(CTN News) – India is the second-largest mobile phone market in the world, with more than a billion customers.
However, it seems that internet growth in this big sector has stagnated.
790 million individuals in the nation have wireless broadband subscriptions as of October 2022, according to the telecom authority.
Just one million more customers were added than in August 2021. The explosive double-digit growth in mobile internet customers between 2016 and 2020 has already slowed to single digits.
Smartphones are the primary means of internet access, and development in this area is leveling down. 650 million smartphones are presently being used in India, although growth has stalled.
According to Counterpoint, a market research company, sales of mobile phones decreased to 151 million units last year from a high of 168 million in 2021. This year, revenue growth is anticipated to be in the single digits.
According to IDC, a different market research company, people were purchasing a new smartphone every 14–16 months up until three years ago.
However, they are now searching for an update around every 22 months.
One explanation is that since the epidemic, smartphone prices have increased due to growing component costs, a weaker rupee, and supply chain issues affecting China, the biggest smartphone manufacturer in the world.
Over 300 components, or almost 90% of them, are imported into cellphones built in India.
At home, a faltering economy, job losses, and the ensuing strain on budgets mean less money is available for a more expensive mobile phone.
According to digital rights activist Nikhil Pahwa, “The slowdown in internet development should be considered a sign of the status of the economy.”
According to Navkendar Singh of IDC, the average cost of a smartphone has increased from 15,000 rupees two years ago to around 22,000 rupees ($269; £220). India is unusually price sensitive for a market of its size: 80% of the gadgets sold here cost less than 20,000 rupees.
“This warrants serious worry. Smartphone adoption in the second-biggest mobile phone market in the world is much behind that of China, which has the largest market, “Mr. Singh notes.
Anuj Gandhi, the creator of Plug and Play Entertainment, and others question if the Indian smartphone business is on life support. He asks, “Where will growth come from when so many people still live in poverty?
More than 350 million people in India use “dumbphones” (basic handsets or feature phones), and if they can afford them, they can switch to smartphones.
Nearly half of them use gadgets that cost less than 1,500 rupees.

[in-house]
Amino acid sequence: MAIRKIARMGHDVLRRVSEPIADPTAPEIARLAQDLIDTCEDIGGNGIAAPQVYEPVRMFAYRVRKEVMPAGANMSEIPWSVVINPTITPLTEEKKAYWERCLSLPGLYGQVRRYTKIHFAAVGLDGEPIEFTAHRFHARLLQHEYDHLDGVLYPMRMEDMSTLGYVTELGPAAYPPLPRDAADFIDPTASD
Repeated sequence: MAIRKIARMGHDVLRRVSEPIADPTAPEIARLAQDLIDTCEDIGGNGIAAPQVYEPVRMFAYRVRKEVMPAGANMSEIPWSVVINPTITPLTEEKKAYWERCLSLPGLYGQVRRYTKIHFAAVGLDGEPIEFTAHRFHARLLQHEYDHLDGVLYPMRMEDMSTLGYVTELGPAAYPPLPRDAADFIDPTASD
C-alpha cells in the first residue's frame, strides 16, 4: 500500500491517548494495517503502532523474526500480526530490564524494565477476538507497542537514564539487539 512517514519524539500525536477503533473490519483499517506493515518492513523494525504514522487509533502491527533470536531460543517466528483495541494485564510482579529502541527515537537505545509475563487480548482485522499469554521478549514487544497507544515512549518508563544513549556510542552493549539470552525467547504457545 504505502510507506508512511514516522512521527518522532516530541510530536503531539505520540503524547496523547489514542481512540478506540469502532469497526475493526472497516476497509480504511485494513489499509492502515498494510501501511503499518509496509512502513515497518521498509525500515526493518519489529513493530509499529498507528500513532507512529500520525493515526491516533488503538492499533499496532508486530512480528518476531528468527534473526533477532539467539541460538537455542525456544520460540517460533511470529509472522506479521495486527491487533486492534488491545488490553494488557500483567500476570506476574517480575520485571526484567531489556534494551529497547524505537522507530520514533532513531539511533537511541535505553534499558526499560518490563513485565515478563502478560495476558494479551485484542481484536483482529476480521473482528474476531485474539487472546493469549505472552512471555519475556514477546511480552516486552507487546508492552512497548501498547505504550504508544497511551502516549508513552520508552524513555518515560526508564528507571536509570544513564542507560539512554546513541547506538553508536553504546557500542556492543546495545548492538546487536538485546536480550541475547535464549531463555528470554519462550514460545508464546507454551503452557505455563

According to Tarun Pathak of Counterpoint, only 35 million Indians migrated from feature phones to smartphones in 2022 due to increased costs for devices and data, down from 60 million upgrades annually before the Covid attack.
He says, “the feature to smartphone migration has slowed down significantly.”
A growing, unofficial second-hand industry that may supply the demand for “cheap” cell phones is often overlooked. “Some of this need is being filled by the used market. But the base is not expanding, “Mr. Singh argues.
It’s bad news for India because internet usage is growing more slowly. Many people find it difficult to access government resources like immunizations, rations, and welfare benefits without a smartphone.
The Unified Payments Interface (UPI), a government-backed real-time cashless transaction network leveraging mobile apps, has only seen more than 250 million transactions per day this month. By 2025, India’s central bank envisions a “less-cash, less-card society.”
There is undoubtedly space for the internet and phones to expand further. In rural regions, the growth of wireless broadband customers has slowed.
According to a study by the Internet and Mobile Association of India (IAMAI) and data analytics firm Kantar, the growth rate of active internet use, or those who have accessed the internet in the past month, “progressively decreased over the years” and was the lowest in the previous four years in 2020.
Men access the internet more often than women and use cell phones more frequently. Numerous rural homes still only have one device.
According to Mr. Pahwa, it’s not simply the growing cost of phones that is delaying the expansion of the internet.
Most applications and services must handle rural India’s literacy and language obstacles. He claims that most internet is still in English and a few Indian languages.
More creative solutions are required, like the battery-operated PayTM Soundbox, which provides merchants with quick audio confirmation in 11 languages for each purchase made via the payment app.
Mr. Pahwa says, “We need more creativity to develop the internet in rural India.” However, smartphone sales must increase first.
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